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Sustainable activewear: How your gym kit is going green

As consumers look to reform their shopping habits in light of the climate crisis, Olivia Petter looks at how the activewear market is becoming more sustainable

Saturday 01 February 2020 09:16 GMT
(Rex Features)

Fast fashion culture is facing a public reckoning. Consumers are asking more questions than ever about the environmental impact of manufacturing, producing and throwing away vast quantities of clothing without any consideration for the planet. As a result more people are pledging to buy less, to buy better quality or try and buy second-hand. Reduce, reuse, recycle is fashionable once again.

While this is a worthwhile commitment for stocking most of your wardrobe - there is one part you’re probably less inclined to buy vintage; your sports gear. Admittedly you probably have fewer outfits for exercising than day-to-day wear but even in small numbers they could still be the most damning items in your wardrobe - at least when it comes to sustainability.

Traditionally, activewear is manufactured from synthetic fabrics such as nylon, polyester and spandex. These materials might boast properties that benefit your workout – such as being lightweight, stretchy, or sweat-wicking – but they certainly don’t benefit the environment. All three are non-biodegradable and require huge amounts of energy and water to produce. Additionally, they are not long-lasting, particularly when you’re exercising in them on a regular basis.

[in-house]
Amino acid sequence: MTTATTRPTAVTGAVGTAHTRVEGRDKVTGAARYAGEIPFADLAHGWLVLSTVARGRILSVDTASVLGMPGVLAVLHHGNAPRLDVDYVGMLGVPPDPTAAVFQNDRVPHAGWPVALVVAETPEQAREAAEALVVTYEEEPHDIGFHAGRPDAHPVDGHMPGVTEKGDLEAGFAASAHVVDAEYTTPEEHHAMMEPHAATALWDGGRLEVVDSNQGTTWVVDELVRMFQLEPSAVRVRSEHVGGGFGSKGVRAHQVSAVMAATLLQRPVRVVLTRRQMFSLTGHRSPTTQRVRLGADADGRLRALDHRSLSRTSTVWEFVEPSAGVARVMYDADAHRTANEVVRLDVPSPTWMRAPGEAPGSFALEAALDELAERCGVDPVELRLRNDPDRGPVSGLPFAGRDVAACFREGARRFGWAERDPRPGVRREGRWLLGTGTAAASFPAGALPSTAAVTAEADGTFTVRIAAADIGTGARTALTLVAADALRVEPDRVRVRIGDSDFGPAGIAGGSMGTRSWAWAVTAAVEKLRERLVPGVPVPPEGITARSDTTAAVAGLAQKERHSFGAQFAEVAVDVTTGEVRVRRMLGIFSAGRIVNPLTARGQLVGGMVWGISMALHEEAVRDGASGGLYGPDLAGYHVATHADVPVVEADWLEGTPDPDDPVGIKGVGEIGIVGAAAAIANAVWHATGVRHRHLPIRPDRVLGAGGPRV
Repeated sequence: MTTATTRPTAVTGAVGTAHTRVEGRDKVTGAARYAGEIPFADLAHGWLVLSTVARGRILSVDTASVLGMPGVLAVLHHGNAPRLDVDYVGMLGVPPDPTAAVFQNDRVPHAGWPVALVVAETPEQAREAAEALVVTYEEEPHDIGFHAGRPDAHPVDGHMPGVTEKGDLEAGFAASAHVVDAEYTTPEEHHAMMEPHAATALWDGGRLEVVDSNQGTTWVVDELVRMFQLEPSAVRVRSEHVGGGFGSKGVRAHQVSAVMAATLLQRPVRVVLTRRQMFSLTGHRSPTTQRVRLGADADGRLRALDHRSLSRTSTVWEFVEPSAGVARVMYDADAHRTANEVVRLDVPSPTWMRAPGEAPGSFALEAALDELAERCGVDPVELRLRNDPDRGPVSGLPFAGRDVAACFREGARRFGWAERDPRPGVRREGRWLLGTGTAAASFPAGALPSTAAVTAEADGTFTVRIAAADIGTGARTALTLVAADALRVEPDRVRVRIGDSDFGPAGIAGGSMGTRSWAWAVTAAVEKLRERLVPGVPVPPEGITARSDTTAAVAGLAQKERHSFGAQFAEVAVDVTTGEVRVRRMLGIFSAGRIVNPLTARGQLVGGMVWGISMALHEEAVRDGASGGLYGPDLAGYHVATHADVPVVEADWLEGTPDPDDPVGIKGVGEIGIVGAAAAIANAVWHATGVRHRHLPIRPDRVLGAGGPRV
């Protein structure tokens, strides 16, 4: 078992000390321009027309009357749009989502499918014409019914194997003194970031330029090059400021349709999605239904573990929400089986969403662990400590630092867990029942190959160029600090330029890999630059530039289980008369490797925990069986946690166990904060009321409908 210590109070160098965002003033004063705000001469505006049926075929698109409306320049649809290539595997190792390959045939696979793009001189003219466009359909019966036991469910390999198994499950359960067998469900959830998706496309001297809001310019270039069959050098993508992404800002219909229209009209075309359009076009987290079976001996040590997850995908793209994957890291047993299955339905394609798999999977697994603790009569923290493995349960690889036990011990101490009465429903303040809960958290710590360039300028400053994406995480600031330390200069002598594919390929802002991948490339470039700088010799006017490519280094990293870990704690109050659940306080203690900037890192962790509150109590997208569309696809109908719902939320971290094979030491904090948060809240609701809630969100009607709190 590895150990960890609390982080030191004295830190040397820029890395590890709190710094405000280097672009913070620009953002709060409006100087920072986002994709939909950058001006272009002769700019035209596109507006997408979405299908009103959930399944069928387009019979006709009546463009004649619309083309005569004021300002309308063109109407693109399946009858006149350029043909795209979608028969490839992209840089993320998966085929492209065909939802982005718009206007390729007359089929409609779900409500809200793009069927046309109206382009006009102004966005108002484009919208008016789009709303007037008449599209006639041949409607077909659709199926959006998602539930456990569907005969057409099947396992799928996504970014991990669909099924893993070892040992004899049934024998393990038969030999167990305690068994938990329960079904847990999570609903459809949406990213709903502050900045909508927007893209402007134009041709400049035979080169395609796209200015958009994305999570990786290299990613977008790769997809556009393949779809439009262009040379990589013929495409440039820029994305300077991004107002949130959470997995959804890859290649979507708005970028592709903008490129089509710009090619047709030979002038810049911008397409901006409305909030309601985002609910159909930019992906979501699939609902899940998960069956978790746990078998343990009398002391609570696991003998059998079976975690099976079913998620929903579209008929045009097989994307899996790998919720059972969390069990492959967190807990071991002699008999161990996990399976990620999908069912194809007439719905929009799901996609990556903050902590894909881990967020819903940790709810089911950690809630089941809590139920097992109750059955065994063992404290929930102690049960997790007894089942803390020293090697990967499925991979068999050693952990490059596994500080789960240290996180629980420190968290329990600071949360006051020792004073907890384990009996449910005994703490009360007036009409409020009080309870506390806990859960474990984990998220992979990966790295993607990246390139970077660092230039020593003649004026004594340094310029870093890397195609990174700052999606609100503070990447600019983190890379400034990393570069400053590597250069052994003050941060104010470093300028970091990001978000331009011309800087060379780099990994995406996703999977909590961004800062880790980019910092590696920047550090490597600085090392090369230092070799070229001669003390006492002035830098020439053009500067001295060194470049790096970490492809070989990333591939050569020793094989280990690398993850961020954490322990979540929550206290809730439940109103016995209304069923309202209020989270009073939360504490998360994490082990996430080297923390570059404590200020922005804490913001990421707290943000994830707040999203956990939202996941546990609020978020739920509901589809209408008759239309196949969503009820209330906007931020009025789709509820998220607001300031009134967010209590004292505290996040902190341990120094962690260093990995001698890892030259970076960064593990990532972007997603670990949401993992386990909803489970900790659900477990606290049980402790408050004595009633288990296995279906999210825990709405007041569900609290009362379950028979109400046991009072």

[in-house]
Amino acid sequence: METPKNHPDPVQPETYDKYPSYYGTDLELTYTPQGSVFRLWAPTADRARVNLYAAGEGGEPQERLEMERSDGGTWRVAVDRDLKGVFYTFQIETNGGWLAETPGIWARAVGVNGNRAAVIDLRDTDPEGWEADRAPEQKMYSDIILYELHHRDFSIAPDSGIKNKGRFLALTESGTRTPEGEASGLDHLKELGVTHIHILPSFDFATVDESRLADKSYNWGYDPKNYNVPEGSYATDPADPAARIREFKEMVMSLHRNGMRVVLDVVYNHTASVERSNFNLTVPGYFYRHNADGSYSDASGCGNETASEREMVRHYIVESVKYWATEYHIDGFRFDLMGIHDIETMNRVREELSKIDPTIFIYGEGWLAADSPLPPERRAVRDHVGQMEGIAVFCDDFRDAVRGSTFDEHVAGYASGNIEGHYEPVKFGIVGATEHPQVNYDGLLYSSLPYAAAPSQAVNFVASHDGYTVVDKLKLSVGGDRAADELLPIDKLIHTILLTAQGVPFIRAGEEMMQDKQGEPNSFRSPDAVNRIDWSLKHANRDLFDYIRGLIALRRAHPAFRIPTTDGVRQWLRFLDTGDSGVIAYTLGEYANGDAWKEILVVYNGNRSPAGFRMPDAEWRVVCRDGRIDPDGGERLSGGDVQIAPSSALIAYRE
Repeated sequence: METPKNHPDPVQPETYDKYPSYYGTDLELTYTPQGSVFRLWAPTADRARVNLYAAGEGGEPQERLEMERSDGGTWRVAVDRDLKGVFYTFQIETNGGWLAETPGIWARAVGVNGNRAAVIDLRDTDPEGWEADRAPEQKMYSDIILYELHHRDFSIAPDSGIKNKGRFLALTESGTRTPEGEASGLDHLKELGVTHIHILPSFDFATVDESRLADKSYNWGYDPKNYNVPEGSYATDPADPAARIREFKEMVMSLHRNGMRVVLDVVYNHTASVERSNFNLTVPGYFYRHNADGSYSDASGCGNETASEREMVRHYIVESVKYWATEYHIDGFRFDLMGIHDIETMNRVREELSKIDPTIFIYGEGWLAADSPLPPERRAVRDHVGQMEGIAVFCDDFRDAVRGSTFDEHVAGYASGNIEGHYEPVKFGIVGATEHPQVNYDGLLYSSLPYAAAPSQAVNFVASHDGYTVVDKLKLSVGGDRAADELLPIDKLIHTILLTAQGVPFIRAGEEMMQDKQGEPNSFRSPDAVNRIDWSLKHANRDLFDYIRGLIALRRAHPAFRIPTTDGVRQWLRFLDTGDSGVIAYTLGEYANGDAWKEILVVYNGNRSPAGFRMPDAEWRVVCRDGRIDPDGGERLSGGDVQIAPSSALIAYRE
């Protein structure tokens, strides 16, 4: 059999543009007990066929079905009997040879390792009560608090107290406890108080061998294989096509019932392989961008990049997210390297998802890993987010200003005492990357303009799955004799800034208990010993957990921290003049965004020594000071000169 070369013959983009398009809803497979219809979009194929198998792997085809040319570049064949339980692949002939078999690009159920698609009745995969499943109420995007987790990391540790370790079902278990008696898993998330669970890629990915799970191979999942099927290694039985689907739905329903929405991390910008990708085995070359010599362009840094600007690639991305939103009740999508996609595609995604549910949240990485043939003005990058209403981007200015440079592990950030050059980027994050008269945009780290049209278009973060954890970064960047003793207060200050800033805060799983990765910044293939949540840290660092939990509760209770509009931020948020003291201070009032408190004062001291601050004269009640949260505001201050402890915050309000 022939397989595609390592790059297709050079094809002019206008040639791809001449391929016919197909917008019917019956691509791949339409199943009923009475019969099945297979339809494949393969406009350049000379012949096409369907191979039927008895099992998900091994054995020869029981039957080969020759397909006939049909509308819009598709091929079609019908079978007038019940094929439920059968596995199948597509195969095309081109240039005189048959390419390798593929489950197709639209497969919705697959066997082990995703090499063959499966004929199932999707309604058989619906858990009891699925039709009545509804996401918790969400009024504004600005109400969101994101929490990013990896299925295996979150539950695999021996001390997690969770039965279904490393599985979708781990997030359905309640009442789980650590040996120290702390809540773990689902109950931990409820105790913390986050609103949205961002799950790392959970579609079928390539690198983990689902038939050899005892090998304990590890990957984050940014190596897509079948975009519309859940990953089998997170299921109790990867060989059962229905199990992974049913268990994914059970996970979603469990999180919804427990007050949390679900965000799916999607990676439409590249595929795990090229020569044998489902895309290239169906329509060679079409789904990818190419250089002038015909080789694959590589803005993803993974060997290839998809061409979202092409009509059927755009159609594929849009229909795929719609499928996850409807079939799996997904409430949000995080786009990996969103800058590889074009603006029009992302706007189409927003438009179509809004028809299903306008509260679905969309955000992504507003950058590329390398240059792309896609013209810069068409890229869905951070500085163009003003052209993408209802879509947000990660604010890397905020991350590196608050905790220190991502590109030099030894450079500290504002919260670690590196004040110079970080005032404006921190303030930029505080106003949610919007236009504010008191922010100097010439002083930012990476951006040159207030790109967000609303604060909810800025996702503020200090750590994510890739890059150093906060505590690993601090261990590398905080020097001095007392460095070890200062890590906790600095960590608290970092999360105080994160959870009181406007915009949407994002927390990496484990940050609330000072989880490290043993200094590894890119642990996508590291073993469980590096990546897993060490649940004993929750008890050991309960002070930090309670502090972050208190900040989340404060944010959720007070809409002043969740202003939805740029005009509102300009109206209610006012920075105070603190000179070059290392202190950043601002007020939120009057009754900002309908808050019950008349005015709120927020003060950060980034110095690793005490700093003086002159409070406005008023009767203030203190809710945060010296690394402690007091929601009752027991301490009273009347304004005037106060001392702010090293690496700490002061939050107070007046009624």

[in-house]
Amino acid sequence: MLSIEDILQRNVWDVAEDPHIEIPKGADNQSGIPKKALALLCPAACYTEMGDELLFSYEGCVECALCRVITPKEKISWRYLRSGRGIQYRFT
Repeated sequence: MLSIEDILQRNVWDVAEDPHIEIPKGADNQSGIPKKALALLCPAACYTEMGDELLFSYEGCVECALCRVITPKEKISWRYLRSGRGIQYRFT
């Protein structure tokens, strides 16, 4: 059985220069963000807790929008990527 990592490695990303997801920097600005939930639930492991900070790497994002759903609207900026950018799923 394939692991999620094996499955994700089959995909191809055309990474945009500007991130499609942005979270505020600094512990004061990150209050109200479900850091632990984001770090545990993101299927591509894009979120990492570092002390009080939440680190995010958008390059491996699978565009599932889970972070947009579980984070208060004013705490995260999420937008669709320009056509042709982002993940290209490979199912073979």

“People are beginning to wake up and realise we need to be more sustainable with our sartorial choices, and activewear has long been one of the worst offenders,” says celebrity stylist Alex Longmore.

“It’s not just the materials either. When we wash these fabrics in our machines is that they shed millions of tiny particles of plastic that are so small they drain out of the washing machine, through our water waste and ultimately into our oceans and into our food chain. That doesn’t bear thinking about for the environment and the marine life that swallow this nonsensical waste," explains Longmore.

But all that could be about to change. Like many sectors of the apparel industry, the activewear market is undergoing an eco-friendly revolution.

According to global fashion search platform Lyst, sustainable activewear is set to be one of the biggest trends in 2020. Searches for the term itself are up by 151 per cent, with interest in specific materials, like econyl, organic cotton and tencel, also on the rise.

There are changes happening at every level of the market. Industry leaders like Adidas and Nike have launched sustainable initiatives to reduce their carbon footprints, with the former unveiling a line of footwear that is 100 per cent recyclable while the latter has started making clothing from recycled polyester and sustainable cotton.

Meanwhile, luxe athleisure brand Lululemon has switched from paper-based packaging to Forest Stewardship Council-certified materials and Sweaty Betty has started selling leggings made from plastic bottles.